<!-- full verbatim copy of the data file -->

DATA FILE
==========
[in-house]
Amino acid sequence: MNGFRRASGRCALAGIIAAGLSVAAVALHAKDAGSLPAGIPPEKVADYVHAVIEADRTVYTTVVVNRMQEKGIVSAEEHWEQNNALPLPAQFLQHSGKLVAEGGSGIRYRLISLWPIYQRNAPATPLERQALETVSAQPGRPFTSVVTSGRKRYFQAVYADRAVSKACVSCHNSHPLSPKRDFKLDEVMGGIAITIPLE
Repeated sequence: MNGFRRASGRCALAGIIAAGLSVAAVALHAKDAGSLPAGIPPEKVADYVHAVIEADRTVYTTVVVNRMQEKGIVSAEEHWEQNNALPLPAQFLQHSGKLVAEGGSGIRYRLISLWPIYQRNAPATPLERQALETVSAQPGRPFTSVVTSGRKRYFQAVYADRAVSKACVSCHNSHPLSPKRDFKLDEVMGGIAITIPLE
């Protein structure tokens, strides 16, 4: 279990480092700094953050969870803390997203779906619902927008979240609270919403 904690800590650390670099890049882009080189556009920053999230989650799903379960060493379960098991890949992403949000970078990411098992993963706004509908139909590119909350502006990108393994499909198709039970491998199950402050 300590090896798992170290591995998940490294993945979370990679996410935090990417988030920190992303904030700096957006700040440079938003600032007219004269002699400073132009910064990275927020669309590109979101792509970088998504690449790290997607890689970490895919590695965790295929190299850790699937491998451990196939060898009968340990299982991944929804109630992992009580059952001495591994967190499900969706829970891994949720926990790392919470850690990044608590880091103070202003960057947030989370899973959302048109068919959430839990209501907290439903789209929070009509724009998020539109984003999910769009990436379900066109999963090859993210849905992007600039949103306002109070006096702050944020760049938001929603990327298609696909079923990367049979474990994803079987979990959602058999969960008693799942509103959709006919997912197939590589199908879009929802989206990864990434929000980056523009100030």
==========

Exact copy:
[in-house]
Amino acid sequence: MNGFRRASGRCALAGIIAAGLSVAAVALHAKDAGSLPAGIPPEKVADYVHAVIEADRTVYTTVVVNRMQEKGIVSAEEHWEQNNALPLPAQFLQHSGKLVAEGGSGIRYRLISLWPIYQRNAPATPLERQALETVSAQPGRPFTSVVTSGRKRYFQAVYADRAVSKACVSCHNSHPLSPKRDFKLDEVMGGIAITIPLE
Repeated sequence: MNGFRRASGRCALAGIIAAGLSVAAVALHAKDAGSLPAGIPPEKVADYVHAVIEADRTVYTTVVVNRMQEKGIVSAEEHWEQNNALPLPAQFLQHSGKLVAEGGSGIRYRLISLWPIYQRNAPATPLERQALETVSAQPGRPFTSVVTSGRKRYFQAVYADRAVSKACVSCHNSHPLSPKRDFKLDEVMGGIAITIPLE
């Protein structure tokens, strides 16, 4: 279990480092700094953050969870803390997203779906619902927008979240609270919403 904690800590650390670099890049882009080189556009920053999230989650799903379960060493379960098991890949992403949000970078990411098992993963706004509908139909590119909350502006990108393994499909198709039970491998199950402050 300590090896798992170290591995998940490294993945979370990679996410935090990417988030920190992303904030700096957006700040440079938003600032007219004269002699400073132009910064990275927020669309590109979101792509970088998504690449790290997607890689970490895919590695965790295929190299850790699937491998451990196939060898009968340990299982991944929804109630992992009580059952001495591994967190499900969706829970891994949720926990790392919470850690990044608590880091103070202003960057947030989370899973959302048109068919959430839990209501907290439903789209929070009509724009998020539109984003999910769009990436379900066109999963090859993210849905992007600039949103306002109070006096702050944020760049938001929603990327298609696909079923990367049979474990994803079987979990959602058999969960008693799942509103959709006919997912197939590589199908879009929802989206990864990434929000980056523009100030």